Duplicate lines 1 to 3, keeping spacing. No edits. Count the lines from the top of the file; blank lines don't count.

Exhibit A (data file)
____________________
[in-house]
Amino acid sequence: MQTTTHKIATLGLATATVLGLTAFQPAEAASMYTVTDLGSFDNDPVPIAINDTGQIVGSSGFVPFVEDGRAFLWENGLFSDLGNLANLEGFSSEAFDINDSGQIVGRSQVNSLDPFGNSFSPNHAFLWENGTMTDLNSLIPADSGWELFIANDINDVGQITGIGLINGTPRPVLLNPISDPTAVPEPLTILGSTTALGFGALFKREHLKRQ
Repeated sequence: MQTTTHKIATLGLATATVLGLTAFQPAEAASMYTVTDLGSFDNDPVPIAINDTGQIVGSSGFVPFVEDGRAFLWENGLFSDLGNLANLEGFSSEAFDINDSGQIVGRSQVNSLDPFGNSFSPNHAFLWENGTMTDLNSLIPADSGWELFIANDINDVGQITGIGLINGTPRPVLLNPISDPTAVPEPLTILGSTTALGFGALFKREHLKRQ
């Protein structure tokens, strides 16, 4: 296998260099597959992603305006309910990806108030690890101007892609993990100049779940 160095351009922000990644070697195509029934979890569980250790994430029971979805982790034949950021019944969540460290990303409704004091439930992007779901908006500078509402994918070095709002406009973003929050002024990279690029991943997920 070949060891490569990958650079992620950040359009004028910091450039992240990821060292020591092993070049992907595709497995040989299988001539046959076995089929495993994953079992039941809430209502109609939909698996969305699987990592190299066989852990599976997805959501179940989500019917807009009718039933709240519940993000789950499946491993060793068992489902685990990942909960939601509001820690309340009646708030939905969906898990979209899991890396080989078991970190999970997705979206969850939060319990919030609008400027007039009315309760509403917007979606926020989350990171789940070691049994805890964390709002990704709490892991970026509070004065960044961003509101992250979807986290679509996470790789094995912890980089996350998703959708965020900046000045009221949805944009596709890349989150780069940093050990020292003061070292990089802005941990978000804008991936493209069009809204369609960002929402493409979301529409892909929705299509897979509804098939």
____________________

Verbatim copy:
[in-house]
Amino acid sequence: MQTTTHKIATLGLATATVLGLTAFQPAEAASMYTVTDLGSFDNDPVPIAINDTGQIVGSSGFVPFVEDGRAFLWENGLFSDLGNLANLEGFSSEAFDINDSGQIVGRSQVNSLDPFGNSFSPNHAFLWENGTMTDLNSLIPADSGWELFIANDINDVGQITGIGLINGTPRPVLLNPISDPTAVPEPLTILGSTTALGFGALFKREHLKRQ
Repeated sequence: MQTTTHKIATLGLATATVLGLTAFQPAEAASMYTVTDLGSFDNDPVPIAINDTGQIVGSSGFVPFVEDGRAFLWENGLFSDLGNLANLEGFSSEAFDINDSGQIVGRSQVNSLDPFGNSFSPNHAFLWENGTMTDLNSLIPADSGWELFIANDINDVGQITGIGLINGTPRPVLLNPISDPTAVPEPLTILGSTTALGFGALFKREHLKRQ